After listening to the Chris Kresser episode of Robb Wolf's podcast, I was inspired to make the taro chips that Kresser described--sounded delicious. I tried making them with two different slicing techniques. First (pictured left) I used a vegetable peeler, which enables you to get super, super thin slices, and yields a product very similar to potato chips. Second, I just used a freshly sharpened chef's knife, and cut the slices as thin as I was able to do--which was pretty thin, but still several times thicker than I could get with the vegetable peeler. The product was somewhere between a potato skin and a pita chip. I think they'll be super great and versatile... I'm seeing paleo loaded potato skins and paleo chili nachos in the near future.
-1/2 of a taro root, peeled
-3-4 tbsp pastured butter, melted (or coconut oil, or pork fat...mmm, pork fat...)
-Salt, to garnish
Preheat oven to 400 F. Slice the taro root as you wish--use a vegetable peeler if you want "potato chips," and a sharp chefs knife if you want sturdier potato skinny/pita chippy type things. If the latter, do make a point of trying to get them as thin as you can. Lay the chips in a single layer on a cookie sheet (I had to do this in a couple of batches--1/2 a taro root produces a ton of chips), and brush with butter.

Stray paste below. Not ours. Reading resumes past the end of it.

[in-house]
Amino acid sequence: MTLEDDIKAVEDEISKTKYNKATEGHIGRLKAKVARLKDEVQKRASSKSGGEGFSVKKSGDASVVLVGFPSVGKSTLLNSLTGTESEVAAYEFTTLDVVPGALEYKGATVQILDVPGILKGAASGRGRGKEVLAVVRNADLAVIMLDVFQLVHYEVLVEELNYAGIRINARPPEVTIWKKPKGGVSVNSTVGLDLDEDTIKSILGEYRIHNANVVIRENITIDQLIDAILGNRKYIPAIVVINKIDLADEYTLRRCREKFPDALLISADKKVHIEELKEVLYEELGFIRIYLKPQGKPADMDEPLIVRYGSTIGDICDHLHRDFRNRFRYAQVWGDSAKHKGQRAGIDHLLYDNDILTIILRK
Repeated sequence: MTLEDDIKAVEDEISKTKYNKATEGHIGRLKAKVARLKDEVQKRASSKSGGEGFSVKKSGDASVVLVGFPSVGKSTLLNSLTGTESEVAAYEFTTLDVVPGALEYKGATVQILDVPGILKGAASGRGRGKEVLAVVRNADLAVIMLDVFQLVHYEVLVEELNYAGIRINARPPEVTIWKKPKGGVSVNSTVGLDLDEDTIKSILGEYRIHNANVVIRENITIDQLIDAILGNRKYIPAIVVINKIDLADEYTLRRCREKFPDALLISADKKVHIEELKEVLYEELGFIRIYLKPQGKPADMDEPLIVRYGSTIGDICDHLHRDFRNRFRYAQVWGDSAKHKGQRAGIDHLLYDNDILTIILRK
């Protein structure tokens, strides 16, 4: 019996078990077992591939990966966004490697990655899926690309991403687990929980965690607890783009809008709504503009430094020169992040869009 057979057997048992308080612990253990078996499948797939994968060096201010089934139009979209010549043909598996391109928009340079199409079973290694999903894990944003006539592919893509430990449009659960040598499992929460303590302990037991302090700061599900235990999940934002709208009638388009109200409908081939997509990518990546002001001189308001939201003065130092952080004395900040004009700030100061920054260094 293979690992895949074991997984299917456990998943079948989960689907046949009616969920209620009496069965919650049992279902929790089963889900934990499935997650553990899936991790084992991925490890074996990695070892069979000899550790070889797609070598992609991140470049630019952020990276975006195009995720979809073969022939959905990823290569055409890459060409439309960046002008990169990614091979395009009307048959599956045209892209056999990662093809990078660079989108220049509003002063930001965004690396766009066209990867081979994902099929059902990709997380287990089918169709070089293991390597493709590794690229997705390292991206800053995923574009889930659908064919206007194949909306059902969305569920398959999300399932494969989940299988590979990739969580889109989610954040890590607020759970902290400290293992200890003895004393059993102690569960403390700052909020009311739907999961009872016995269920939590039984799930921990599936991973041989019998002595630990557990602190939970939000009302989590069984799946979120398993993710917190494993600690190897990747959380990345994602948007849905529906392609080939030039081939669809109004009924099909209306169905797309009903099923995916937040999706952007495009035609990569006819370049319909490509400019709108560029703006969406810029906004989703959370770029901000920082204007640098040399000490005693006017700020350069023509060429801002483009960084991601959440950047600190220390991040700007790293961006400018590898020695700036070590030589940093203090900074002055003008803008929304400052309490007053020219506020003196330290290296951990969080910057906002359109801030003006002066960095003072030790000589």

For thinner chips: Bake 6-8 minutes, until they are just starting to brown. They burn quick, so be careful.
For thicker chips: Bake 10-12 minutes, until the edges just begin to brown.
Carefully remove from pan with a spatula, and move to a plate to cool/crisp. Sprinkle with salt. Chow.
**Quick note--some people have an allergic reaction to taro (a funny itchy feeling toward the back of the tongue/throat), particularly if it's not cooked thoroughly enough. I don't have that problem, and I don't know if anyone would have that problem with these chips specifically, given how crispy they get, but...thought I'd mention it.